Recent UK research ‘Ribena Plus Play Report’ reiterates what Early Childhood Ireland members already know; that play which is child-led, is most beneficial for the emotional, physical and social development of the child.
These benefits are more common in forms of play that might be described as ‘traditional’, such as playing with building blocks or with open-ended basic materials. The benefits that come from children simply being given the time and space to play and access to resources such as sand, water, recycled items and natural materials are numerous and far outweigh the benefits of playing with prescriptive and high tech toys.
Children are born with an innate drive to learn – they are competent, capable and powerful learners, who learn best with and through others.Where play is sociable, ‘it ensures children learn how to collaborate and co-operate with others and use a range of language skills’; when it is active, it has benefits for children’s physical health; when play is creative or imaginative, as it is in drawing , making things or dressing-up, it ‘encourages creativity and innovative thinking’, whilst play which involves risks is important since ‘it is only through taking risks that children learn how to stay safe’.1
It is more traditional forms of play, such as using building blocks, making dens, dressing-up and active group games (for example tag), which most commonly contain these aspects and therefore provide children with the most benefits.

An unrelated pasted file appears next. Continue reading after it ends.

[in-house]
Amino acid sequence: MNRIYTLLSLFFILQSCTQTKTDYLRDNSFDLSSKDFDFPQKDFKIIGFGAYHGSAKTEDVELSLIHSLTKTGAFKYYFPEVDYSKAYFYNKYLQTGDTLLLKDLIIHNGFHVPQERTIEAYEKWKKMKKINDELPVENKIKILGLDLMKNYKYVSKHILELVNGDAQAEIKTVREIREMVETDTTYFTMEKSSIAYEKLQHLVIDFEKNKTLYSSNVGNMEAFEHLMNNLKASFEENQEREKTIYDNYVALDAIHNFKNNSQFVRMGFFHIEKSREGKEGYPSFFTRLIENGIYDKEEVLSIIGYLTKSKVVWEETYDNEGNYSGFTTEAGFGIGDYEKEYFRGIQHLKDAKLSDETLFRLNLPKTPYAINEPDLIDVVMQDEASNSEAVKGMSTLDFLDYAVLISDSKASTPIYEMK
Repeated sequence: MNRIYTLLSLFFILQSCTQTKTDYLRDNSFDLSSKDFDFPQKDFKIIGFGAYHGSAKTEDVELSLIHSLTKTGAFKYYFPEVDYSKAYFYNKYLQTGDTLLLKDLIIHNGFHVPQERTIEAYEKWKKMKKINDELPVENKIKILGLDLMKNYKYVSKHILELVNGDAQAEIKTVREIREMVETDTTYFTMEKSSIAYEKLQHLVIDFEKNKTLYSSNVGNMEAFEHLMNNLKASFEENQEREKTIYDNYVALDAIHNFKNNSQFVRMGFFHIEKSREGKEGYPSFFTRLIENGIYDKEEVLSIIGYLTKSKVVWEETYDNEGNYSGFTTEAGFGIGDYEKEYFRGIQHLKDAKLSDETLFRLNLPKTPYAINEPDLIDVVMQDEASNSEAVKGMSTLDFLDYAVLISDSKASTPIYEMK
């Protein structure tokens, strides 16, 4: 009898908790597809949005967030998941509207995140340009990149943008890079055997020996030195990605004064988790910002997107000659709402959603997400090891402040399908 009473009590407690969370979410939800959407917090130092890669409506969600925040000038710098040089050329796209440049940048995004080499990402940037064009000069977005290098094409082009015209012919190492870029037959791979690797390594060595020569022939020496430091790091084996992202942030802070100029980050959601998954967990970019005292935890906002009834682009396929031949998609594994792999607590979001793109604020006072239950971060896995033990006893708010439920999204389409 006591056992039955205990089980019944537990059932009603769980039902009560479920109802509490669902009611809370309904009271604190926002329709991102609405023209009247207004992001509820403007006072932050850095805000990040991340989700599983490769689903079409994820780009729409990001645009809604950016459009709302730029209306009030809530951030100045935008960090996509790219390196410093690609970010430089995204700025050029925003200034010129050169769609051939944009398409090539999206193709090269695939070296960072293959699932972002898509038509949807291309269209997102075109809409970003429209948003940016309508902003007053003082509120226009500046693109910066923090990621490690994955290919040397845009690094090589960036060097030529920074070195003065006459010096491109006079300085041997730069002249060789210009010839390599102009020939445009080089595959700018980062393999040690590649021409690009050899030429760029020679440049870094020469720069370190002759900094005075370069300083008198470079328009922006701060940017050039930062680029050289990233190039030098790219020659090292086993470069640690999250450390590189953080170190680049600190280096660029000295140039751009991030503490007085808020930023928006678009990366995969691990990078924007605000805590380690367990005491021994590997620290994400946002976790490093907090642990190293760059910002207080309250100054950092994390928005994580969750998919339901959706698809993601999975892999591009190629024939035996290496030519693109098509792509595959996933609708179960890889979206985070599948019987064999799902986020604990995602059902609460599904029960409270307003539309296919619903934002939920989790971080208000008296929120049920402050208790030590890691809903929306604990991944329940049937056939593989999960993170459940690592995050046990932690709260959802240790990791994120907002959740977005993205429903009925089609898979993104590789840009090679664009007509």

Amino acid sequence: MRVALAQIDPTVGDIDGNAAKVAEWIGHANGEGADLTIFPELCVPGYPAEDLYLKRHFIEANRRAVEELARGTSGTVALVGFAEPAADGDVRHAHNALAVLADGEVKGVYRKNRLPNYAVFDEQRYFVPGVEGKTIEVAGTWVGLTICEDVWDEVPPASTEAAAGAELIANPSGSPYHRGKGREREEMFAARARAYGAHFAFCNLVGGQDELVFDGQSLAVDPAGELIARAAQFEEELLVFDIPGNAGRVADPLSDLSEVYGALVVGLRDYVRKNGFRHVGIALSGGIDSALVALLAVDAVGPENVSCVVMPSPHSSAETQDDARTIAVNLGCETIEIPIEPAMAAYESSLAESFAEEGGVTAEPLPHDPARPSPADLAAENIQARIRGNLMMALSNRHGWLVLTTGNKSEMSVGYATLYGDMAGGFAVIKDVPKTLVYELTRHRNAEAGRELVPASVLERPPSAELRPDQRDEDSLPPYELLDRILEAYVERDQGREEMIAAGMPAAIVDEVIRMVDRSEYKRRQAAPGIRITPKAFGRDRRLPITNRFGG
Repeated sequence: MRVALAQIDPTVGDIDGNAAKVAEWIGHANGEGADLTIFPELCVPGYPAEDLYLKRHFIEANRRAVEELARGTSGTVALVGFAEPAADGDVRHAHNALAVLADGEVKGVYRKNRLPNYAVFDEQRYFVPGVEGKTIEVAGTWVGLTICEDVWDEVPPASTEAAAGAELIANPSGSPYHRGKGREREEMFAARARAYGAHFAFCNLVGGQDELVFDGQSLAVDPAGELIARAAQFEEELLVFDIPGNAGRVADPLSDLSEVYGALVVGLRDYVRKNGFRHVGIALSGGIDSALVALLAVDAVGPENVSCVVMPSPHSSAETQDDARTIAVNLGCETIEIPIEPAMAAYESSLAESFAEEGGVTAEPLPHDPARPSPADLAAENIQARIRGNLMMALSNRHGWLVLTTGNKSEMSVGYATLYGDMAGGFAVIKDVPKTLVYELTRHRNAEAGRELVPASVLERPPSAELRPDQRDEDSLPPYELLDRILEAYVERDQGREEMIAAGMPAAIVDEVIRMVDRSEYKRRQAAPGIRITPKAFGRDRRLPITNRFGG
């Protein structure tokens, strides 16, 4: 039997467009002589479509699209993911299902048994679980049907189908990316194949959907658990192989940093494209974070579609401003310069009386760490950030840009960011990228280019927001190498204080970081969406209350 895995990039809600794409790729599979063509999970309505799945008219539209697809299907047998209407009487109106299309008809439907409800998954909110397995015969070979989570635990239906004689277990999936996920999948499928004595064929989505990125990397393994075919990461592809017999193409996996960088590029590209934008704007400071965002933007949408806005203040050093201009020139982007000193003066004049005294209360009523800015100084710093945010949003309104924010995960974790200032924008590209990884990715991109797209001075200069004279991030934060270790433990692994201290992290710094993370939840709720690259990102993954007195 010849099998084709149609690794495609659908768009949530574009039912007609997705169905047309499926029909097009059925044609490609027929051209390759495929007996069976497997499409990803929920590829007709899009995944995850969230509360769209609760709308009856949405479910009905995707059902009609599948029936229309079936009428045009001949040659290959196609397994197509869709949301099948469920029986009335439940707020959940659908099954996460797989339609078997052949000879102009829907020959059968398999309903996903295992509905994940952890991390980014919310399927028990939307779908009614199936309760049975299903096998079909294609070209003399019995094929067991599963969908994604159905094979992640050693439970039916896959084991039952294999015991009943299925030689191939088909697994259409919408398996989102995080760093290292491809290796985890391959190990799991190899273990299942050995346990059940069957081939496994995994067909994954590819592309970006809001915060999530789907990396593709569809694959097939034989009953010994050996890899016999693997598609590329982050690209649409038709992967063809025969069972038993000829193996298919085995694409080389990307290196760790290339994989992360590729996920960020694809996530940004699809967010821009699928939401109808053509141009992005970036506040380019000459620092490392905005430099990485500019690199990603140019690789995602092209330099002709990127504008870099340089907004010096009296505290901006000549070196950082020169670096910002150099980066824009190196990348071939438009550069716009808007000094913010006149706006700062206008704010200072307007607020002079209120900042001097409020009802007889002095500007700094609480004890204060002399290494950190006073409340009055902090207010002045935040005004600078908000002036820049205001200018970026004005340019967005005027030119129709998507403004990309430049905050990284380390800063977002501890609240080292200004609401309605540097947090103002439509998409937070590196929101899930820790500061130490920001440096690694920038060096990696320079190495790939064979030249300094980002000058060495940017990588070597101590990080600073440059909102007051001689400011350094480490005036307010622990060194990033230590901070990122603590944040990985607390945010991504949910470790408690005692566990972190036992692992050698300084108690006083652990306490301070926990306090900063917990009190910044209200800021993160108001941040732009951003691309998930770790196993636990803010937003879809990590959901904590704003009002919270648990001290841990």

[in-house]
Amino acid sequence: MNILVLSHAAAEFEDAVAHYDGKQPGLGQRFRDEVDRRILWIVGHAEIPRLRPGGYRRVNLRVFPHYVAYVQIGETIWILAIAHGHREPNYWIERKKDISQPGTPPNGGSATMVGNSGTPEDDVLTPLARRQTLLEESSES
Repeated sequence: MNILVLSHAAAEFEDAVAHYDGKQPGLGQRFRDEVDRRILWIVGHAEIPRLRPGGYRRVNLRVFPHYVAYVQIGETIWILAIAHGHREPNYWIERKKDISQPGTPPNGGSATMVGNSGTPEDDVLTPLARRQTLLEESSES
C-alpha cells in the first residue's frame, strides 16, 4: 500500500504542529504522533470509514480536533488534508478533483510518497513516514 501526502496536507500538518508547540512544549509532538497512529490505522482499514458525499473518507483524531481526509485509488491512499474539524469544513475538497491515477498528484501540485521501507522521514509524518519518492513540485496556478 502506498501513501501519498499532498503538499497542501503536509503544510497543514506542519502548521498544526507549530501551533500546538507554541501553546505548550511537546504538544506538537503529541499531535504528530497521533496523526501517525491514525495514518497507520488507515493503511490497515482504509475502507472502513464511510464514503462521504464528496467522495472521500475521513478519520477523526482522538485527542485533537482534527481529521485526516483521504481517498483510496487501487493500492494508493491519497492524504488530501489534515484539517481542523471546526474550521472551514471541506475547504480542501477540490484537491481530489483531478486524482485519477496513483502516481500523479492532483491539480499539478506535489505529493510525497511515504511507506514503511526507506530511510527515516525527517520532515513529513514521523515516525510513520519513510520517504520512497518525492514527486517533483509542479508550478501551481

The science gallery of Trinity College has recently opened a Dublin workshop where adults and children with curious minds are letting their imaginations run riot with a variety of workshops and activities on offer. This is MakeShop – where people come to make “stuff” from creating robots from markers and paper cups, or a bird house from Gay Mitchell’s face. Irene Gunning, Early Childhood Ireland CEO, and RTE news visited MakeShop in the video below to see the workshop in action.
The MakeShop creative activities are proving very popular, with many children and adults popping in and getting involved, and it is plain to see the enjoyment from the children who are creating their own toys. Children’s natural curiosity and interest in experimentation and engineering is being facilitated and no doubt inspiring them in their future lives. Using recycled materials to create new toys is not only environmentally friendly, which in itself is a valuable talking point, but also far more fun, handson, and rewarding than being handed a high tech toy, the novelty of which fades very fast.
You are what you play – When children play and engage with Science, Technology, Engineering and Maths (STEM) areas it supports their creative and critical thinking as well as encouraging persistence and problem solving. STEM learning must start in the earliest years at the time that children’s interests, desires, and abilities are shaped, and an experienced childcare and education practitioner will help build on and extend these interests. We have also included some fun scientific play ideas on our Early Childhood Ireland website for both parents and practitioners.
So let’s take some inspiration from the research and scientific activities above, and help inspire children with all the fun good old fashioned play has to offer!